Still moving
One year after The Minstrel Show, what’s next for the Hall of Justus?

For our Oct. 5, 2005 issue, Grayson Currin joined Little Brother and their Hall of Justus entourage–L.E.G.A.C.Y., The Away Team, Chaundon, Darien Brockington, DJ Flash, Joe Scudda, DJ Paradime and Hall of Justus owner Mischa “Big Dho” Burgess–for three shows in New York, Philadelphia and Boston on their Commercial Free Tour.

Each night for two months, 13 men would climb into bunks in one massive tour bus, all working to support not just Little Brother’s major-label debut The Minstrel Show but to support what they called “The Movement.” This movement was centered around The Justus League, a hip-hop collective N.C. State beatmaker 9th Wonder started with Raleigh emcee Cesar Comanche in 1998.

Over time, membership grew, alliances were formed and a formidable underground hip-hop buzz indicated that something big was about to happen for this cache of North Carolina artists. That energy culminated in The Minstrel Show, which–despite magazine covers and critical support–failed to meet financial expectations.

Still, the movement has continued. In the year since our “Little Brother mans up” cover story, the Justus League and its corporate wing, Hall of Justus, have experienced major changes. New members have come, some veterans have diverted their Justus interactions, and albums long promised through Hall of Justus have yet to appear. Still, Justus League continues to persevere, its members releasing almost a dozen mixtapes in the past year and two proper albums–Darien Brockington’s Somebody to Love and the compilation Soldiers of Fortune–together on Oct. 17. Here, we take a look at Justus League post­-The Minstrel Show, including their newest addition, longtime Durham favorite Jozeemo.

“The record industry is so fucked up right now you just have to be glad that somebody put your record out, you know,” says Phonte Coleman, one of two emcees in Durham’s Little Brother.

Last year, New York-based major Atlantic Records released Little Brother’s The Minstrel Show, the follow-up to the group’s acclaimed debut, The Listening. Critical buzz on the heels of The Listening had pushed Little Brother into the major-label radar, and they signed a seven-album contract. But some of that din decreased with The Minstrel Show, an album largely construed as snide commentary against more commercially viable hip hop. The album sold a meager 80,000 copies. Coleman says that if the Atlantic follow-up–tentatively titled Getback and scheduled for release in the spring of 2007–doesn’t surpass those numbers, Little Brother will likely seek a home apart from Atlantic.

Meahwhile, they’re busy prepping Getback, recording some nights until 7 a.m. in their Durham-based Chop Shop Studios. Big Pooh, Little Brother’s other emcee, says this record should challenge notions of the group.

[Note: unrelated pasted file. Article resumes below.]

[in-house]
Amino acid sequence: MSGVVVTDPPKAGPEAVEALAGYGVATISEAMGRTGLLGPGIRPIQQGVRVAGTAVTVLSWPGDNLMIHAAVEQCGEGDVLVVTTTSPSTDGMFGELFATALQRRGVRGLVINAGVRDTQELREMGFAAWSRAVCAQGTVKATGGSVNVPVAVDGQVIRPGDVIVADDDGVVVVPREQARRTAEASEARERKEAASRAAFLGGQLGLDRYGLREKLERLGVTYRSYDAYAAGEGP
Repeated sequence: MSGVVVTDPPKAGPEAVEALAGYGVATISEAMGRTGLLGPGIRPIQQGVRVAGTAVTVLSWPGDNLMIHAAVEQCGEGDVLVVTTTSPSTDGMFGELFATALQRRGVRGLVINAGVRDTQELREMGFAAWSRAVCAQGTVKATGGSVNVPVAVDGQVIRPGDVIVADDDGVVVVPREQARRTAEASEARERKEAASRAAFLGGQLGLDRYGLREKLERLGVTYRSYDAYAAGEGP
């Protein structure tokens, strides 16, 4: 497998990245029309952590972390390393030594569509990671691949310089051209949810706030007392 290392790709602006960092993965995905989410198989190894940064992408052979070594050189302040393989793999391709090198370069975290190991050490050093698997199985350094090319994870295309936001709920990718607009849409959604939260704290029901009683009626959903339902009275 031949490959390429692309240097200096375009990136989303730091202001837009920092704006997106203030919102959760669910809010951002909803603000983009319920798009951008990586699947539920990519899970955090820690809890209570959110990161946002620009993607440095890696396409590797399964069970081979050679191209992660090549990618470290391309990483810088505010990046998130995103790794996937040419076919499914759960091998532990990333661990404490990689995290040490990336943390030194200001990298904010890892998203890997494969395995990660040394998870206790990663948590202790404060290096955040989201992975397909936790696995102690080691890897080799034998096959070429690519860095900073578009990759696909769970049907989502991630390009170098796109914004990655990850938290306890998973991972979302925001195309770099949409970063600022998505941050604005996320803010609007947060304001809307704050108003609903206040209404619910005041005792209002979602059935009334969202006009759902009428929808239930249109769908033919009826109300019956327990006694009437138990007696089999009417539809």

“Just as far as the whole sound we’re going for, it’s going to sound different because producers besides 9th Wonder are involved,” says Pooh, adding that, so far, the album works with beats from Nottz–who just supplied a beat for the new collaboration between Snoop Dogg and R. Kelly, “That’s That”–and recent G-Unit addition Illmind. “It’s hard to describe the sound we’re going for, but all the beats are lively and colorful and almost vibrant.”

Coleman says the beats they’ve received from longtime Little Brother member and Justus League co-founder 9th Wonder haven’t worked on that level. So far, he has landed only one beat on the album’s first eight tracks.

“I don’t know if he has them or not, but it just didn’t grab us. We never had that feeling from the beats he gave us, and, for this album, we’re not going to settle, whether you’re 9th Wonder or Just Blaze. We have to be able to fit it into what we’re doing,” says Coleman.

It’s an interesting position for Little Brother: Many critics championed 9th’s simplistic, unadorned production as fervently as Little Brother itself. But while Coleman and Pooh completed a 24-date national tour last year in support of Little Brother, 9th spent the time away from the group, making beats for other groups. 9th has landed an impressive load of collaborative work outside of the Triangle, producing two full albums with Murs, one with Buckshot, the unreleased Jeanius with Jean Grae and tracks for stars from Jay-Z and Destiny’s Child to Mary J. Blige and Memphis Bleek.

“9th decided to record beats for multiple albums with people. The uniqueness of what we had was gone, you know,” says Pooh, at home in Cary. “We opened it up and made it a free ballgame and told him, ‘You can get as many tracks as you want on this album, but you have to do it the way we want it done.’ So far, he hasn’t done that.”

The Hall of Justus crew tours with Method Man from Oct. 24 until Nov. 8. See the tour at the Cat’s Cradle on Oct. 29. L.E.G.A.C.Y. plays The Marvell Events Center on Thursday, Nov. 2 at 9 p.m.